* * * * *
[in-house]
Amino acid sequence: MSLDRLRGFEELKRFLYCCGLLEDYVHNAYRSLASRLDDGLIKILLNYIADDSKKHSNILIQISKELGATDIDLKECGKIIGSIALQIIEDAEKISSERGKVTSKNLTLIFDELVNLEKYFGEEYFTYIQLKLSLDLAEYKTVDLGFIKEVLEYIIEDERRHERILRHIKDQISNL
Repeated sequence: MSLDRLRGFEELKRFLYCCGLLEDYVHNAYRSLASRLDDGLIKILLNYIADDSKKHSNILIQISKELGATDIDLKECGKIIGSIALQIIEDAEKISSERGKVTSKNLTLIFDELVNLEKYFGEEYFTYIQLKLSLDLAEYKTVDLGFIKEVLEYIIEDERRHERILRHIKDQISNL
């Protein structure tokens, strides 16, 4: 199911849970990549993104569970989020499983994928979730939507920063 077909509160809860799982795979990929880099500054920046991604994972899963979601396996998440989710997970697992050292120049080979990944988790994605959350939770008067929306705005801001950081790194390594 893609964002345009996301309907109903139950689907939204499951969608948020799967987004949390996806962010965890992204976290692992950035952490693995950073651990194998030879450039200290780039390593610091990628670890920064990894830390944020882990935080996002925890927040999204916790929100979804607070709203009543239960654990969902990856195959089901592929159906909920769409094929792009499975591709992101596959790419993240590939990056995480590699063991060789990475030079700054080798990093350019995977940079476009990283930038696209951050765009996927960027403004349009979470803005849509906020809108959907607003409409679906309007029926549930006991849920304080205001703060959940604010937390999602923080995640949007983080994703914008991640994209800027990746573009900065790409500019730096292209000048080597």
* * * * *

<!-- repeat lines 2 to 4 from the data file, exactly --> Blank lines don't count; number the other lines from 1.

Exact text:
Amino acid sequence: MSLDRLRGFEELKRFLYCCGLLEDYVHNAYRSLASRLDDGLIKILLNYIADDSKKHSNILIQISKELGATDIDLKECGKIIGSIALQIIEDAEKISSERGKVTSKNLTLIFDELVNLEKYFGEEYFTYIQLKLSLDLAEYKTVDLGFIKEVLEYIIEDERRHERILRHIKDQISNL
Repeated sequence: MSLDRLRGFEELKRFLYCCGLLEDYVHNAYRSLASRLDDGLIKILLNYIADDSKKHSNILIQISKELGATDIDLKECGKIIGSIALQIIEDAEKISSERGKVTSKNLTLIFDELVNLEKYFGEEYFTYIQLKLSLDLAEYKTVDLGFIKEVLEYIIEDERRHERILRHIKDQISNL
């Protein structure tokens, strides 16, 4: 199911849970990549993104569970989020499983994928979730939507920063 077909509160809860799982795979990929880099500054920046991604994972899963979601396996998440989710997970697992050292120049080979990944988790994605959350939770008067929306705005801001950081790194390594 893609964002345009996301309907109903139950689907939204499951969608948020799967987004949390996806962010965890992204976290692992950035952490693995950073651990194998030879450039200290780039390593610091990628670890920064990894830390944020882990935080996002925890927040999204916790929100979804607070709203009543239960654990969902990856195959089901592929159906909920769409094929792009499975591709992101596959790419993240590939990056995480590699063991060789990475030079700054080798990093350019995977940079476009990283930038696209951050765009996927960027403004349009979470803005849509906020809108959907607003409409679906309007029926549930006991849920304080205001703060959940604010937390999602923080995640949007983080994703914008991640994209800027990746573009900065790409500019730096292209000048080597």